David left Paris for more than 15 years to make his dream come true, to fly. In France, flight training was too expensive, he preferred to try his luck in Canada where flight hours are cheaper and where it is possible to work as a “bush pilot”, a bush pilot as the Anglo-Saxons have baptized these daredevils which fly in all weathers on little cuckoos capable of landing anywhere. After years of loading and unloading cargo planes in Canada’s far north, David obtained his business license and finally flew. Then, his journey resembles that of Dan Daguindeau, his co-pilot, or that of all his colleagues from Trans Maldivian Airways. The far North for a few more months, then Burma and finally the Maldives. Here, all the pilots fly on Twin Otters from De Havilland, mythical planes straight out of the 1960s and which can carry around fifteen passengers. With floats, wheels or skates, they land and take off in pocket squares. And in 40 degrees every day of the year, machines suffer like their pilots. “Even though it is really hot in the cockpits, these are not extreme working conditions for humans either, but it is very trying for the planes because of the corrosion, the salt, the sea. With the repeated shocks of the waterings, all the machines remain in the Maldives only two years before returning to Canada to be entirely refurbished ”.

Far from their country, from their family, often living together in apartments rented by their company, the pilots come to work here for the beauty of the landscapes, but above all for the salary. At least 6,000 dollars net per month for 6 working days and only one day off. Depending on the number of hours spent holding the handle, they will have additional days off. To ensure continuity of service without tiring the men too much, every three months, the pilots return to their native country for a five-week break. By dint of living on the waterfront in Malé, the smallest capital in the world whose main street is less than a kilometer long and where alcohol is prohibited for sale, for their holidays they often only dream of lively streets, restaurants, cinemas, in short, a return to civilization. Exactly what the tourists they carry year round flee to the Maldives to play luxury Robinson Crusoes in air-conditioned hotels with the latest amenities. But here, without the flying taxis, tourism could never have developed on a large scale. “The English travel light, the French lug around their wardrobe, and given the weight of their luggage, the Italians even have to take their bathroom sink! “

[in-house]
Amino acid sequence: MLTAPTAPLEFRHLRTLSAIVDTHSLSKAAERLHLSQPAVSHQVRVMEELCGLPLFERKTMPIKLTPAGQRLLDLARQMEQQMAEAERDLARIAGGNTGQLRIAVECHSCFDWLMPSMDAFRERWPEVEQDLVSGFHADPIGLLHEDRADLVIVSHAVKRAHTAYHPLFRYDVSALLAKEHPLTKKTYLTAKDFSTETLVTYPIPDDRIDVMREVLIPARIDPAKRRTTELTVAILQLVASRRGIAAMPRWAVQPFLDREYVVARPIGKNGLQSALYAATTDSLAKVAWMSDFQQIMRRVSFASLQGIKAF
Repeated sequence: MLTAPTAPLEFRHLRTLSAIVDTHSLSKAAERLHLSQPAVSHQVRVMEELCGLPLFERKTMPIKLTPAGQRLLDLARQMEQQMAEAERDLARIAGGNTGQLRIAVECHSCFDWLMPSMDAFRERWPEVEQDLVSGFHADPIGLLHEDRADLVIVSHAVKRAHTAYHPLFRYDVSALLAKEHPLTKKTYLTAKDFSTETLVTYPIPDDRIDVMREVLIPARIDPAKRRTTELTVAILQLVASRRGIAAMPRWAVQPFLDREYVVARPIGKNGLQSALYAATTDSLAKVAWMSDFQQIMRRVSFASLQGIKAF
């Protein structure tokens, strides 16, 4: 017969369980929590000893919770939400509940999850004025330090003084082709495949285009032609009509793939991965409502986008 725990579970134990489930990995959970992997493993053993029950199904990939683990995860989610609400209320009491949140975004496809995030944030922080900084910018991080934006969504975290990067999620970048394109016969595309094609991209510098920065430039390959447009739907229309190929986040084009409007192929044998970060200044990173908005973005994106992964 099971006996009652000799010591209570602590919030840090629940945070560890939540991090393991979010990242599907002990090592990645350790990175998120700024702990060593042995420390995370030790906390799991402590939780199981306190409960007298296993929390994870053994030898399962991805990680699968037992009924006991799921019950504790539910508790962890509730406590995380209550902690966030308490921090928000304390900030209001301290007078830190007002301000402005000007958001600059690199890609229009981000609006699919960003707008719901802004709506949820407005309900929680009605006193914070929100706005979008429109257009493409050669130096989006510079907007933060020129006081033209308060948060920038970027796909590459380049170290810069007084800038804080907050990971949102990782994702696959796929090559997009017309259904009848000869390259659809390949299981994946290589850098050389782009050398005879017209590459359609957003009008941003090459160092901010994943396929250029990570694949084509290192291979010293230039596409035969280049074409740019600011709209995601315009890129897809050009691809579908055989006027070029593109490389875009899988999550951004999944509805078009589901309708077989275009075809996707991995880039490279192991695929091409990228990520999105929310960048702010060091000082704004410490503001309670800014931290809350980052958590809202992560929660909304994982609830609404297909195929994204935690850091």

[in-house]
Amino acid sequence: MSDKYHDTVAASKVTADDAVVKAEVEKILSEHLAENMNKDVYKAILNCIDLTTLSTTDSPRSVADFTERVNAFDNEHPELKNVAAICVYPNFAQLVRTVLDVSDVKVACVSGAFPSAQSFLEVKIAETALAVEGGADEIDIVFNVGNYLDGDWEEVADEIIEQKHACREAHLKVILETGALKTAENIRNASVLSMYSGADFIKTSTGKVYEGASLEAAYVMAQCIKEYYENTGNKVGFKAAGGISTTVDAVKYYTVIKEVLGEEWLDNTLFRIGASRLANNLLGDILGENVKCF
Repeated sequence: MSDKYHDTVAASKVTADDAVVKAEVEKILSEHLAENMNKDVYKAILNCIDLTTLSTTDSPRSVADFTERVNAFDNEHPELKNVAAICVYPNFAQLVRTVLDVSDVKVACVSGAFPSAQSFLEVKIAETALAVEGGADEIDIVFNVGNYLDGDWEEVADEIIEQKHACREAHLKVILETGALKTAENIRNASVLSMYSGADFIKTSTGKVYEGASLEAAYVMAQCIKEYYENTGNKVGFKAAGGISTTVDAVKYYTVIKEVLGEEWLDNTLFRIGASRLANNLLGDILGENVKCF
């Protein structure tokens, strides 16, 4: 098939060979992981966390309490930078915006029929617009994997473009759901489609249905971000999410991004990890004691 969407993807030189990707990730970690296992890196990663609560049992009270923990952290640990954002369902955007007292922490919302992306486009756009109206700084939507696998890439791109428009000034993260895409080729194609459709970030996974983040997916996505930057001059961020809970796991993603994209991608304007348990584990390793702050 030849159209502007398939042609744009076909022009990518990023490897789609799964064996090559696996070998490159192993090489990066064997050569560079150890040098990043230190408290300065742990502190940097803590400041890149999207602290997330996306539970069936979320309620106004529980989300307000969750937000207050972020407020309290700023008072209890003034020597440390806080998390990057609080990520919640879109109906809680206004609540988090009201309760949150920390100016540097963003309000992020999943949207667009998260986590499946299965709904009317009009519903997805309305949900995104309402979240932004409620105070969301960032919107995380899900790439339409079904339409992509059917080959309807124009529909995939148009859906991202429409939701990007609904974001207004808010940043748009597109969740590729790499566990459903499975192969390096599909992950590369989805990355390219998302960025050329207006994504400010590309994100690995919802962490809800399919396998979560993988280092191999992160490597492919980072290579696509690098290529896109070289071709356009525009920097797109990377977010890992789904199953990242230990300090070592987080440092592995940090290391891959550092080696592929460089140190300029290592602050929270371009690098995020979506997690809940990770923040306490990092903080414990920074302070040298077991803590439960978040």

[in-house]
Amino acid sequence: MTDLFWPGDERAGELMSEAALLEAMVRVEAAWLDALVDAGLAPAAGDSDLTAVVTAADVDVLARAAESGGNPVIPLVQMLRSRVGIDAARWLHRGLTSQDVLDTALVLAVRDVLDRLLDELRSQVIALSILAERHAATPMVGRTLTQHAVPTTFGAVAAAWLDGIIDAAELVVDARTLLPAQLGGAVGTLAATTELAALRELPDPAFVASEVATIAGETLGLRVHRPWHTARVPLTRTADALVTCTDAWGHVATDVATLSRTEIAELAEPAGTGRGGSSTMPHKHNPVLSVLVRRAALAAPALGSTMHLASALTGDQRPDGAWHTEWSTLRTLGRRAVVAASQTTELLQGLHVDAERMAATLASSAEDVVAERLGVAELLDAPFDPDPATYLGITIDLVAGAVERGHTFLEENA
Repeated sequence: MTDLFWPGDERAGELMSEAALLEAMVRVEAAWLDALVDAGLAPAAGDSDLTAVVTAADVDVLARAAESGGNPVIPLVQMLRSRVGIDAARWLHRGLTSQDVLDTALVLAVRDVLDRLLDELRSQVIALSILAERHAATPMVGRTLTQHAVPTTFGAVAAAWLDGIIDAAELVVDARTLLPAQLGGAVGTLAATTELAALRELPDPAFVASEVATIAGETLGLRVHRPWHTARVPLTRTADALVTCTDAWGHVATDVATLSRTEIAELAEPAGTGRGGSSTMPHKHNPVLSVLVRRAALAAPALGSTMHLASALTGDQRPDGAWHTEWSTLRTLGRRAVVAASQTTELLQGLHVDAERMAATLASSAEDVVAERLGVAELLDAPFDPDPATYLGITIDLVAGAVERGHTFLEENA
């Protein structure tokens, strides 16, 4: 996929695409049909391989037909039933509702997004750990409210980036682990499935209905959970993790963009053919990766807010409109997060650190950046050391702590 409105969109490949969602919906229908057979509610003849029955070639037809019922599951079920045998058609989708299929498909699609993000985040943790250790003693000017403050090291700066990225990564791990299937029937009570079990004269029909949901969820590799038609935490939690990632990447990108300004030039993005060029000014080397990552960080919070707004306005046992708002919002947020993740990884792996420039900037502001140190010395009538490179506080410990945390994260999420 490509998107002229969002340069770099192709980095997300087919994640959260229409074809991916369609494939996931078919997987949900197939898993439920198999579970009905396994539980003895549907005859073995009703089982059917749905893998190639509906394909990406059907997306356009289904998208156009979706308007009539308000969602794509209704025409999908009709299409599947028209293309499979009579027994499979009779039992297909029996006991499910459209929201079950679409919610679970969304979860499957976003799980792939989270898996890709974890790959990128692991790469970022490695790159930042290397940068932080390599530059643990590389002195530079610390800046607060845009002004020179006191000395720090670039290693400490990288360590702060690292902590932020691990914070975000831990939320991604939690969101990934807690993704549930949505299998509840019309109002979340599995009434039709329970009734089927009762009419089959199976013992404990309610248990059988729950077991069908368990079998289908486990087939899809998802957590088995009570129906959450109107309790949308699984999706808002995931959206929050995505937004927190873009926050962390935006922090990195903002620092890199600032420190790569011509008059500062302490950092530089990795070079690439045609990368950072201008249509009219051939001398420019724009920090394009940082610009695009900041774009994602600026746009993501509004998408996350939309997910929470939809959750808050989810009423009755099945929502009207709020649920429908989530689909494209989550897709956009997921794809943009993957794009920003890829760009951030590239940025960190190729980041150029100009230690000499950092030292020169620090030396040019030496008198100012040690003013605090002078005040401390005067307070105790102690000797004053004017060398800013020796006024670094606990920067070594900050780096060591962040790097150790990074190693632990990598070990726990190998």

No plane, no tourists!

Seaplanes can reach remote islands of Male in less than 30 minutes, when several days of navigation would be required by boat. Created in 1993 by Danish pilots who fell in love with these lost islands, the Maldivian Air Taxi – former name of Trans Maldivian Airways – and its small red planes is now an essential link in the tourist economy. So much so that before investing in an island to build a hotel there, the large international hotel groups ask taxis for their advice on whether they can land in the lagoon. No plane, no tourists! Tourists who, while more and more come to discover the islands each year, are also increasingly busy. “The English travel light, the French lug around their wardrobe and given the weight of their luggage, the Italians even have to take the sink from their bathroom! “ As a result, the pilots are forced to fly with more kerosene, which results in an increase in prices which now hover around 150 euros for an inter-island transfer, which slightly increases the price of the ticket to paradise. Even though today more and more hoteliers are taking at least one round trip transfer to and from the hotel. “There is a maximum weight on these devices which is 6,000 kilos at takeoff. If tourists carry around with ever heavier bags and suitcases, we still try to stay within this limit, even if in air transport there is always a little cheating … But that’s normal, that is part of the game. Our passengers are there to relax and enjoy the scenery. As for us, we have to think about the company, about security and about business! “